After introductions, the mediator says, “First, let’s hear the plaintiff’s case.”
In this response it seems the mediator has already made his/her decision that there is a plaintiff and a defendant .This is mediation and the parties should be regarded as equals without taking sides.
In mediation process all subjects should regarded as innocent since the sole aim of the mediation is to bring the parties together without pointing others to be guilty (Baum 12).
After introductions, the mediator should say, “hello, first, let’s hear what our friend has to say about this issue.”
The disputant says, “Harold is worse than a criminal. He lied to me at every turn. He should be executed.” The mediator answers, “I can understand your being mad because he lied to you. Butyourchildishlanguageisoutrageous.”
In this situation the mediator tends to concur with the accuser or disputant .Though the mediator is aware of the case beforehand, he should not repeat the disputant claims or tend to support them publicly without ascertaining the real truth.
The mediator here should concentrate on the issue at hand. He should be unassuming and patient, and that he should not react to what the subjects are saying (Robert 34).Another thing is that instead of bring calm to the situation he raises his anger especially when he says “your childish language is outrageous”.
In this situation the mediator should have said, “I understand what you’re going through and I would appreciate if please you talk modestly.”
Mediator: “We are here to decide who should have custody of Joannie.”
The mediator seems to support one side and he doesn’t try to bring the fighting parties together. The mediator seems to have allowed the warring parties to part ways.
Here the mediator should try to bring the two parties together and prevent them from separating. The child should not be used to settle the dispute because the child needs the two parents together.
Another problem is that the mediator should not support or allow the child to be deprived of the love of either parent (Daniel & Louis Kahn 65).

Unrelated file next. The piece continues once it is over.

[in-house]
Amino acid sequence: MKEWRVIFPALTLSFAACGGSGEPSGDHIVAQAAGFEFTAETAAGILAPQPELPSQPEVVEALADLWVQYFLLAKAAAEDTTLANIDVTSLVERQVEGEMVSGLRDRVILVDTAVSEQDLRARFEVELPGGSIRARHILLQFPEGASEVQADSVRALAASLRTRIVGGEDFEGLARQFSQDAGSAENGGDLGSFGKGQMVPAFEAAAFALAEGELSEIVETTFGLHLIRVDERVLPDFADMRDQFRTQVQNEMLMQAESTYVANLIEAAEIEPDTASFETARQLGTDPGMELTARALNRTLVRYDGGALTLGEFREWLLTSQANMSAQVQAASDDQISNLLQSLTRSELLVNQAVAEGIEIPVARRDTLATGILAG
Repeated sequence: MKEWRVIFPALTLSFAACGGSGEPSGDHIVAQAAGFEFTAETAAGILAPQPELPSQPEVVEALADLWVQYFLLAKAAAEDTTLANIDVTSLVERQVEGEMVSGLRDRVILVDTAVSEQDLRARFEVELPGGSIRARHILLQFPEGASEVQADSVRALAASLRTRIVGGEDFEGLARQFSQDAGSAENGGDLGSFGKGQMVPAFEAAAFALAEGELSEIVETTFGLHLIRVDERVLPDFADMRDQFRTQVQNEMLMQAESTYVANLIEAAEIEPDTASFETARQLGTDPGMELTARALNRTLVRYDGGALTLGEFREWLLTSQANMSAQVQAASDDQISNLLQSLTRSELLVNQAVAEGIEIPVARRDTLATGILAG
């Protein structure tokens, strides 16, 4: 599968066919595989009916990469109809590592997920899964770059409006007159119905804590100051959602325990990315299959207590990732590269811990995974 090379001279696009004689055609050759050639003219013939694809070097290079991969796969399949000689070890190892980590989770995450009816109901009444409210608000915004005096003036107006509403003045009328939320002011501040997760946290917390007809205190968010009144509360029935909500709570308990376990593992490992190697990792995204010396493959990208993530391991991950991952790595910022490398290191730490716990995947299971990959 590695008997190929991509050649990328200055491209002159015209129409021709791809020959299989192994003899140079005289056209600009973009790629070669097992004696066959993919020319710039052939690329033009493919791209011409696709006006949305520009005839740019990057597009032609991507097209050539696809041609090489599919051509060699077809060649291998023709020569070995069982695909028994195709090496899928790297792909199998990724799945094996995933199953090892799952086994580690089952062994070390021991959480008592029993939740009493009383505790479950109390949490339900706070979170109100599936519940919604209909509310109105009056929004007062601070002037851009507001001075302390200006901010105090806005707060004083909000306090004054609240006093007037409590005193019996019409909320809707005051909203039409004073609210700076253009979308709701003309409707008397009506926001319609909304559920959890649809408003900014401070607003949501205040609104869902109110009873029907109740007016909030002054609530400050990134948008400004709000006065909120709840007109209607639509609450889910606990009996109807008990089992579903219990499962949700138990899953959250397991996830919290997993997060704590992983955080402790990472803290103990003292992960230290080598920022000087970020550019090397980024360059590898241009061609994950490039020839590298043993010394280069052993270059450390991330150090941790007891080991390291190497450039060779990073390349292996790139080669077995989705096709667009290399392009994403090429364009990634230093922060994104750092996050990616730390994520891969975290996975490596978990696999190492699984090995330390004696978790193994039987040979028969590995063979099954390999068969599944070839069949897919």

In this instance the mediator should have said, “We are here to resolve this problem and make Joannie enjoy having you two under one roof.”
In response to a disputant’s comment that the disputants have been able to agree on a settlement amount but not the terms of payment, the mediator says, “So you have a dispute about the terms of payment.”
The issue with mediator behaviorism here is that it seems he his only interested in finalizing the case at hand and he doesn’t care about the outward consequences.
Another problem with the mediator behavior is that he doesn’t take time to listen on what is being said. He jumps to conclusion before understanding what contributed to the unresolved issue, here being the terms of the payment.
The mediator takes no time to weigh the available options, especially what would be the advantage of bringing them together? If he follows this thread, the issue of settlement would not crop in.
Another issue is that the mediator still believes the issue is irreconcilable and this is evident from his tone when he says, “So you have a dispute about the terms of payment.”This means he believes the fighting parties can not resolve anything among themselves and the meeting they have is just a mere formality.
A good mediator should not break up parties more but bring them together (Daniel & Louis Kahn 65).
Under this circumstances of noting that there are some unresolved issues ,the mediator should have said ,“nothing is impossible and am hoping we will solve this emerging issue amicably “
Disputants are at impasse. Mediator says, “Let’s caucus!”
When in deadlock, the parties should not be separated but they should be put on one table to resolve their underlying issues. The mediator assertion is unwise and instead of solving the problem it creates even more issues.
During deadlock or impasse it’s advisable to give the warring parties some time to think about the problem at hand, and the invite them on one table to share what they feel and come to an agreement (Baum 76).
In this situation of deadlock, the mediator should have said, “Lets me give you a 10 minute break, and then we analyze the problem from the start.,
Baum, Williams). Understanding behaviorism: Behavior, Culture and Evolution.New York: Blackwell.2005.Print
Daniel, Katz and Robert, Louis Kahn. The social psychology of organizations. New York: Wiley.1966.Print.
Robert, Lussier .Conflict resolution: Application and Skill Building. London: McGraw-Hill, Irwin.2008.Prnt